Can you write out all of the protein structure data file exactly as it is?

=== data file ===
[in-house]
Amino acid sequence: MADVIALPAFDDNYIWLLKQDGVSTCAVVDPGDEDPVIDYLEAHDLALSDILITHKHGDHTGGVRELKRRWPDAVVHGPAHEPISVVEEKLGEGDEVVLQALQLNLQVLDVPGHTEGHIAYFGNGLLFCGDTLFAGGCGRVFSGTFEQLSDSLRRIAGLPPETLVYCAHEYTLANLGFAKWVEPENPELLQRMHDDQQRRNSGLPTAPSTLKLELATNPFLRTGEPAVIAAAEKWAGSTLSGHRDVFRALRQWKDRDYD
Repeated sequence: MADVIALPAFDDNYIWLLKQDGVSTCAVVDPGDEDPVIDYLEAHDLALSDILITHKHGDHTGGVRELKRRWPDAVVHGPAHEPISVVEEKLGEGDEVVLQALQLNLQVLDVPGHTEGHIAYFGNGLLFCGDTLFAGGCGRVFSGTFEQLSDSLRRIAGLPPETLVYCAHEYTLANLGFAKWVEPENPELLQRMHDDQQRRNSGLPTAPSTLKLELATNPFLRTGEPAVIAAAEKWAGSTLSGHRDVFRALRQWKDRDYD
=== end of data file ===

[in-house]
Amino acid sequence: MADVIALPAFDDNYIWLLKQDGVSTCAVVDPGDEDPVIDYLEAHDLALSDILITHKHGDHTGGVRELKRRWPDAVVHGPAHEPISVVEEKLGEGDEVVLQALQLNLQVLDVPGHTEGHIAYFGNGLLFCGDTLFAGGCGRVFSGTFEQLSDSLRRIAGLPPETLVYCAHEYTLANLGFAKWVEPENPELLQRMHDDQQRRNSGLPTAPSTLKLELATNPFLRTGEPAVIAAAEKWAGSTLSGHRDVFRALRQWKDRDYD
Repeated sequence: MADVIALPAFDDNYIWLLKQDGVSTCAVVDPGDEDPVIDYLEAHDLALSDILITHKHGDHTGGVRELKRRWPDAVVHGPAHEPISVVEEKLGEGDEVVLQALQLNLQVLDVPGHTEGHIAYFGNGLLFCGDTLFAGGCGRVFSGTFEQLSDSLRRIAGLPPETLVYCAHEYTLANLGFAKWVEPENPELLQRMHDDQQRRNSGLPTAPSTLKLELATNPFLRTGEPAVIAAAEKWAGSTLSGHRDVFRALRQWKDRDYD